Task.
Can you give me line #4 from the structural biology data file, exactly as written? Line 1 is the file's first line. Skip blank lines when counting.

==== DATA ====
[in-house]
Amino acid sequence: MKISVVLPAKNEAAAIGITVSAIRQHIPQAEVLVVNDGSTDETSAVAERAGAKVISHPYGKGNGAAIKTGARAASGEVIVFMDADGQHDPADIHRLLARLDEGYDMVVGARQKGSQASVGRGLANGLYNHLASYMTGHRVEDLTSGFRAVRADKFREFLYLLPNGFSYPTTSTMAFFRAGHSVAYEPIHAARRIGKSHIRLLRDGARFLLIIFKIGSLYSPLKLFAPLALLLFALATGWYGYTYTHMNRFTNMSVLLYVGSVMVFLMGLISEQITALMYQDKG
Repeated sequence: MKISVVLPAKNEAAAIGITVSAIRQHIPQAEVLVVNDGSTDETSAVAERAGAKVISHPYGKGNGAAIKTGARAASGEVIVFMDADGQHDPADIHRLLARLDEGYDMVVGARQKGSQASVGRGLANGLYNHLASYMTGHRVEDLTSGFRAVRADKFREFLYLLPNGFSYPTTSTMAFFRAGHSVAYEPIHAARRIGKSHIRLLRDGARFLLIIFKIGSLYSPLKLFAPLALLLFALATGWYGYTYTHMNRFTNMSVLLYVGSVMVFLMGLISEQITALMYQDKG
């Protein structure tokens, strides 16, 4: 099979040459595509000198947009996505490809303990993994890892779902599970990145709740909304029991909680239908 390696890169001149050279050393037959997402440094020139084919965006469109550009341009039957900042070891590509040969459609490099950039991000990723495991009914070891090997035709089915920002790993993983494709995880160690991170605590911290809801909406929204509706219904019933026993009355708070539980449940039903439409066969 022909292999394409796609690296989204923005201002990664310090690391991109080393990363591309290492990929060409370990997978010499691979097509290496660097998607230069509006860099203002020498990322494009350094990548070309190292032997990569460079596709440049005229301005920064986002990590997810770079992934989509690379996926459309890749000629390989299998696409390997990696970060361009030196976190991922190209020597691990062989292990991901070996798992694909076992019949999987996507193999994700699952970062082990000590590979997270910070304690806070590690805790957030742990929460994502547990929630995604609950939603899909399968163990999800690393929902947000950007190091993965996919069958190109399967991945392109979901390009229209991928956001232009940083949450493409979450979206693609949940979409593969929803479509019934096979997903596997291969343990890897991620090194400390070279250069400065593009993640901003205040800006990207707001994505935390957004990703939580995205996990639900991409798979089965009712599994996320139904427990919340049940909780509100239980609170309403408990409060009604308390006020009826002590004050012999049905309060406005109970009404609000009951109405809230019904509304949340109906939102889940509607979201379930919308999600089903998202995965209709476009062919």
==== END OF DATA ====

């Protein structure tokens, strides 16, 4: 099979040459595509000198947009996505490809303990993994890892779902599970990145709740909304029991909680239908 390696890169001149050279050393037959997402440094020139084919965006469109550009341009039957900042070891590509040969459609490099950039991000990723495991009914070891090997035709089915920002790993993983494709995880160690991170605590911290809801909406929204509706219904019933026993009355708070539980449940039903439409066969 022909292999394409796609690296989204923005201002990664310090690391991109080393990363591309290492990929060409370990997978010499691979097509290496660097998607230069509006860099203002020498990322494009350094990548070309190292032997990569460079596709440049005229301005920064986002990590997810770079992934989509690379996926459309890749000629390989299998696409390997990696970060361009030196976190991922190209020597691990062989292990991901070996798992694909076992019949999987996507193999994700699952970062082990000590590979997270910070304690806070590690805790957030742990929460994502547990929630995604609950939603899909399968163990999800690393929902947000950007190091993965996919069958190109399967991945392109979901390009229209991928956001232009940083949450493409979450979206693609949940979409593969929803479509019934096979997903596997291969343990890897991620090194400390070279250069400065593009993640901003205040800006990207707001994505935390957004990703939580995205996990639900991409798979089965009712599994996320139904427990919340049940909780509100239980609170309403408990409060009604308390006020009826002590004050012999049905309060406005109970009404609000009951109405809230019904509304949340109906939102889940509607979201379930919308999600089903998202995965209709476009062919």